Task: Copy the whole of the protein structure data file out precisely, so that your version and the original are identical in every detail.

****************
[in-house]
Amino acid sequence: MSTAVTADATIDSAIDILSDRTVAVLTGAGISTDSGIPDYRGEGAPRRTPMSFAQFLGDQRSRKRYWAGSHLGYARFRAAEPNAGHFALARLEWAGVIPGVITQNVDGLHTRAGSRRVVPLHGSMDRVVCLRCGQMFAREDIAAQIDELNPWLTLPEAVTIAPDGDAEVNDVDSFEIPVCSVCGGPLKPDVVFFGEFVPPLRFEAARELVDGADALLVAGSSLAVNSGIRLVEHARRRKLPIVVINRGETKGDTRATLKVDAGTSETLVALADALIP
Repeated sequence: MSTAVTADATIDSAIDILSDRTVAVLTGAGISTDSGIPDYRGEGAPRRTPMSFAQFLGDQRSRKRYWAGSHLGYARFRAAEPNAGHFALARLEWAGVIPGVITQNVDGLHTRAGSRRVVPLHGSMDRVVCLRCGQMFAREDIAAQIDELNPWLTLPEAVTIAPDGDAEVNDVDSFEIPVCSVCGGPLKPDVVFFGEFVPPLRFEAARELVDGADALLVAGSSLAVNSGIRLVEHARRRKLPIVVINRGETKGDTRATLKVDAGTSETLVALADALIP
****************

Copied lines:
[in-house]
Amino acid sequence: MSTAVTADATIDSAIDILSDRTVAVLTGAGISTDSGIPDYRGEGAPRRTPMSFAQFLGDQRSRKRYWAGSHLGYARFRAAEPNAGHFALARLEWAGVIPGVITQNVDGLHTRAGSRRVVPLHGSMDRVVCLRCGQMFAREDIAAQIDELNPWLTLPEAVTIAPDGDAEVNDVDSFEIPVCSVCGGPLKPDVVFFGEFVPPLRFEAARELVDGADALLVAGSSLAVNSGIRLVEHARRRKLPIVVINRGETKGDTRATLKVDAGTSETLVALADALIP
Repeated sequence: MSTAVTADATIDSAIDILSDRTVAVLTGAGISTDSGIPDYRGEGAPRRTPMSFAQFLGDQRSRKRYWAGSHLGYARFRAAEPNAGHFALARLEWAGVIPGVITQNVDGLHTRAGSRRVVPLHGSMDRVVCLRCGQMFAREDIAAQIDELNPWLTLPEAVTIAPDGDAEVNDVDSFEIPVCSVCGGPLKPDVVFFGEFVPPLRFEAARELVDGADALLVAGSSLAVNSGIRLVEHARRRKLPIVVINRGETKGDTRATLKVDAGTSETLVALADALIP